Review: “Forgetting Sarah Marshall” (2008)

Jason Segel has a face made for break-up movies. Or just break-ups, period. Whether he’s warbling a serenade for the woman of his dreams (the notorious “Lady” scene in “Freaks and Geeks”) or crying naked in front of his just-became-ex-girlfriend, there’s a congenial openness to Segel’s face that is appealing. He may be an actor, but he looks like the down-to-earth sort who would wear Costco sweatpants, eat giant bowls of Fruit Loops in front of the TV and drink grocery store wine. This is a big reason why Segel’s labor of love and humor, “Forgetting Sarah Marshall,” is so enjoyable: it’s funny and perceptive without being pretentious, and it’s endearing but not mushy or overly sentimental. “Forgetting Sarah Marshall” is a realistic romantic comedy unafraid to let everything hang out … figuratively and literally.

Segel’s male perspective also gives the genre a welcome and refreshing twist. While so many rom-coms sing the “good woman done wrong” blues, “Forgetting Sarah Marshall” offers a different tune. This time around it’s the nice guy who’s had his heart turned into a smooshed MoonPie. Peter (Segel) loves the blonde, petite and beautiful Sarah Marshall (Kristen Bell, terrific), a high-profile actress. But there’s a problem: Sarah’s career has turned her life busy and exciting, while Peter is at a dead standstill. When Sarah, frustrated with his homebody attitude, dumps him (in the best break-up scene ever written), Peter’s whole world collapses. He turns wallowing into an art form. Finally, a miserable and slovenly Peter takes the advice of his stepbrother (Bill Hader) and flies off to Hawaii for a break. Enter Life Interruption No. 2: Peter ends up at the same hotel as Sarah … who is there with her new boyfriend, Aldous Snow (Russell Brand) … who is a rich, famous rock star and bonafide sex god in leather pants.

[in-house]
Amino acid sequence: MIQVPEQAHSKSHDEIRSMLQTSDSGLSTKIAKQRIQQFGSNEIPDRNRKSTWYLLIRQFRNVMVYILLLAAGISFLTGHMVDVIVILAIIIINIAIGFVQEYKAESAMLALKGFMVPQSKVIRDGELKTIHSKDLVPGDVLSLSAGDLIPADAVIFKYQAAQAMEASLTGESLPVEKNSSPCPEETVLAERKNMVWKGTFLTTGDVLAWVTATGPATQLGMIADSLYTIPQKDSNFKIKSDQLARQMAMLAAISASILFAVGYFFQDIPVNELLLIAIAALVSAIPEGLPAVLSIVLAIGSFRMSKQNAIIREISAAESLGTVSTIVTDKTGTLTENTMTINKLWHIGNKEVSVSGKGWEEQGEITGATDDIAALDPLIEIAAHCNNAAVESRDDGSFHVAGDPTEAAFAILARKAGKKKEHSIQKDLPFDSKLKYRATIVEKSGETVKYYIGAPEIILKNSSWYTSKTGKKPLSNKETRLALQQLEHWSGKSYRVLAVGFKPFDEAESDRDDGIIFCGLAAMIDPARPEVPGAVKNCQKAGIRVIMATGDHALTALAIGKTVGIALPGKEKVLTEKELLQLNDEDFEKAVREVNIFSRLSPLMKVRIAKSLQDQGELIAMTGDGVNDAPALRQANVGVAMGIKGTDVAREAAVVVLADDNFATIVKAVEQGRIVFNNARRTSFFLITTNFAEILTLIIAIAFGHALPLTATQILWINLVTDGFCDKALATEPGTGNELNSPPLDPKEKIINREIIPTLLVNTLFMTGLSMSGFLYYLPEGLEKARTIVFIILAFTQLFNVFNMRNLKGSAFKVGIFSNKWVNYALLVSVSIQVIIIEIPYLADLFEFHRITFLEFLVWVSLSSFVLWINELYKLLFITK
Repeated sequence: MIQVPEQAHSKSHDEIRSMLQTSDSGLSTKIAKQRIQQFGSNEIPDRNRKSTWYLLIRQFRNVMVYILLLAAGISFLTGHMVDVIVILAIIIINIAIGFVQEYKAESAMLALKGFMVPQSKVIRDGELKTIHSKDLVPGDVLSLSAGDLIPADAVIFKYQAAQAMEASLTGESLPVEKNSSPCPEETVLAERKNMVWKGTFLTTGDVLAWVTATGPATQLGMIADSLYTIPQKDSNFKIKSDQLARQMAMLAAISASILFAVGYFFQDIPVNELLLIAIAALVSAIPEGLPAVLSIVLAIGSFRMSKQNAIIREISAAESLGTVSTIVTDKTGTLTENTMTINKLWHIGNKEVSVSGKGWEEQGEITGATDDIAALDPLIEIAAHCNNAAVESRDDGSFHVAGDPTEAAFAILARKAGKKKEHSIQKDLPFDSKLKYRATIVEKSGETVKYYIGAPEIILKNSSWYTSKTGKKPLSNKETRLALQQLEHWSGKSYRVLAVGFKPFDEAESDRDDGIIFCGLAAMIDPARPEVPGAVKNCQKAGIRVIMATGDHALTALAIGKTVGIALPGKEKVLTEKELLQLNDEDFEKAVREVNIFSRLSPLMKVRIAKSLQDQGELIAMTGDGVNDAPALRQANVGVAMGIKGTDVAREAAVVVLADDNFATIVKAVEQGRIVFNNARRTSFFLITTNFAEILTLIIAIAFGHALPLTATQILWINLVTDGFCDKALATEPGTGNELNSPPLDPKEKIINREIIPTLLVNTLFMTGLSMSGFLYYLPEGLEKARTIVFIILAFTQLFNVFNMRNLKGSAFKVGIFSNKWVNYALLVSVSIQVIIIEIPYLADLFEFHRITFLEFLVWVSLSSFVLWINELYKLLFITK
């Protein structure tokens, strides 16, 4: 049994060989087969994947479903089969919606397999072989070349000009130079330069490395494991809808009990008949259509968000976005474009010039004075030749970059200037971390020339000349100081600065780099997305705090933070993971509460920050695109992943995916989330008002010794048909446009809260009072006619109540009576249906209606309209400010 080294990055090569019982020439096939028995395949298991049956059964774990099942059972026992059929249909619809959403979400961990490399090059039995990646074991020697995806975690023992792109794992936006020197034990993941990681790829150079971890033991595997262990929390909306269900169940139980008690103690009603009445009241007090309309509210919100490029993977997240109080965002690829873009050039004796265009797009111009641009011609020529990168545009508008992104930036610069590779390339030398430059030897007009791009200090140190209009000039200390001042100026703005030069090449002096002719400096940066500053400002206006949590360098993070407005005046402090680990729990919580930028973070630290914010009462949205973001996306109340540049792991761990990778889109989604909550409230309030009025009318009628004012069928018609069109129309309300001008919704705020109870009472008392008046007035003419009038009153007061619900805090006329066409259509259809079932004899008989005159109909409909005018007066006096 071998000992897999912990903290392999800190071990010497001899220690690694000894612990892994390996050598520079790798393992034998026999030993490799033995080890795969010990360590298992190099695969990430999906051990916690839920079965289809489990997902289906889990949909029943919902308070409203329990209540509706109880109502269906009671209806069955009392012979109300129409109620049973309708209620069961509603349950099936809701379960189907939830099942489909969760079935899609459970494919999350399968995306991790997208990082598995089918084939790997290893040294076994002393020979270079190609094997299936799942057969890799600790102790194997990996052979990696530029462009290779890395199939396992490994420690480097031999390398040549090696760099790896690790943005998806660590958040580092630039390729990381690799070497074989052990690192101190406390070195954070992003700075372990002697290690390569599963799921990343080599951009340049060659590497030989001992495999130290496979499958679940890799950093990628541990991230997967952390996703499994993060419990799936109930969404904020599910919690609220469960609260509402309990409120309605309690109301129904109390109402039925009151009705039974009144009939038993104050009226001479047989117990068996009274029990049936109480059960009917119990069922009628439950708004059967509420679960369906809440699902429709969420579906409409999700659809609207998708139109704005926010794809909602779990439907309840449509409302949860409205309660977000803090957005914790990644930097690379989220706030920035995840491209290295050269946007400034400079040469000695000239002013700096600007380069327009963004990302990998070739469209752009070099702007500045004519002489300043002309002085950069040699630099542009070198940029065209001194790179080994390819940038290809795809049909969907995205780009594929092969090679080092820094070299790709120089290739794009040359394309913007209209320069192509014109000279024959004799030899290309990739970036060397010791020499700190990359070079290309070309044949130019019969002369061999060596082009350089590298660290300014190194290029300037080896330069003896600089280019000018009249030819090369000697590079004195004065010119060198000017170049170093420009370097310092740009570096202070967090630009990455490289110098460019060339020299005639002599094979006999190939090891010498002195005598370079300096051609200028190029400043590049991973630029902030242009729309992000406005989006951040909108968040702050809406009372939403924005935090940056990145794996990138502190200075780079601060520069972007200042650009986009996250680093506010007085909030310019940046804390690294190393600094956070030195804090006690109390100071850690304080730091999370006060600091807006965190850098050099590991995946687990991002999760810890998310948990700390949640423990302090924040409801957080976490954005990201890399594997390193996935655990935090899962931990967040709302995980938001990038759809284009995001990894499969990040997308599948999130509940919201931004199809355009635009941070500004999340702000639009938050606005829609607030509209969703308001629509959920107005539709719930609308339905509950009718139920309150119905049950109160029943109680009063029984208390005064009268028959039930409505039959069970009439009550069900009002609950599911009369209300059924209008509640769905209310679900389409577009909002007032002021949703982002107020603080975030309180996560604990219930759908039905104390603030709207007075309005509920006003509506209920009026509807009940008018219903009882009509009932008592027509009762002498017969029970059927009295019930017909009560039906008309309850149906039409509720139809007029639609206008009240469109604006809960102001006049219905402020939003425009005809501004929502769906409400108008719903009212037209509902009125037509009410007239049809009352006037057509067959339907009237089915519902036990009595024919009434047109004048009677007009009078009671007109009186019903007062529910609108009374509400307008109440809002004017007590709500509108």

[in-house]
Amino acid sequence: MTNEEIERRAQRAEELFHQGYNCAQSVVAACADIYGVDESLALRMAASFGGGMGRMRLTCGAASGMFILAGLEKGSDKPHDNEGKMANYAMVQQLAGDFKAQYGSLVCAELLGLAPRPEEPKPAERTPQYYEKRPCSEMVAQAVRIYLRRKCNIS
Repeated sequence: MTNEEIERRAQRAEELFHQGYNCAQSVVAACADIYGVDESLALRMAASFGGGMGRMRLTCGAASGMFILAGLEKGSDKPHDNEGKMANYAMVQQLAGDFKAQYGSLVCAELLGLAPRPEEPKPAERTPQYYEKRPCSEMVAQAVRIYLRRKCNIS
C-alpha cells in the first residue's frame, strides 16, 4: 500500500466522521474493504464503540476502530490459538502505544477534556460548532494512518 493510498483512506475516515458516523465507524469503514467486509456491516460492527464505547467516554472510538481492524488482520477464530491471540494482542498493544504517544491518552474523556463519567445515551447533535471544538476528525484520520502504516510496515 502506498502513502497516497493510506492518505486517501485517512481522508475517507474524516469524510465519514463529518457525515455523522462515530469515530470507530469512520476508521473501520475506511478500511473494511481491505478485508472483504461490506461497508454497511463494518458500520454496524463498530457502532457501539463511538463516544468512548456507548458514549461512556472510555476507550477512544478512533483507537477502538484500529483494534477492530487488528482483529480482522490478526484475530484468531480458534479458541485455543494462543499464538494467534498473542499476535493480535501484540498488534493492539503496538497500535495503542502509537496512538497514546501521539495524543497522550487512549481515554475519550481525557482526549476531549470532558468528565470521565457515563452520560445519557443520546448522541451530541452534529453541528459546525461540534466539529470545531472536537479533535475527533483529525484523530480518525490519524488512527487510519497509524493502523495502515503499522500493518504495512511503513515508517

From this point on, Segel puts his own flourish on the romantic comedy formula, providing minor tweaks here and there and adding in a host of comical, unusual, even touching secondary characters. Peter does meet a girl, hotel concierge Rachel (Mila Kunis), but she is not a damsel waiting to be whisked away from her unhappy life. She’s also the antithesis of Sarah Marshall’s spoiled, self-absorbed diva-in-training: Rachel is funny, kind and content with her life. She coaxes Peter out of his drunken, weepy stupor, encourages him to take a few risks, pursue his odd dream — write a puppet rock opera about Dracula — and get on with his life. Kudos to Segel for writing a potential love interest who is no selfless savior type. He deserves some high-fives, too, for crafting minor characters who are as funny as they are interesting. Anxious newlywed Darald (Jack McBrayer) worries himself sick about his lack of sexual prowess. Paul Rudd plays against his usual hyper-sarcastic type as Chuck, a perpetually fried and apathetic surfing instructor who lives by his own slacker credo: “When life gives you lemons, just say ‘fuck the lemons’ and bail.” That’s fortune cookie wisdom at its most original.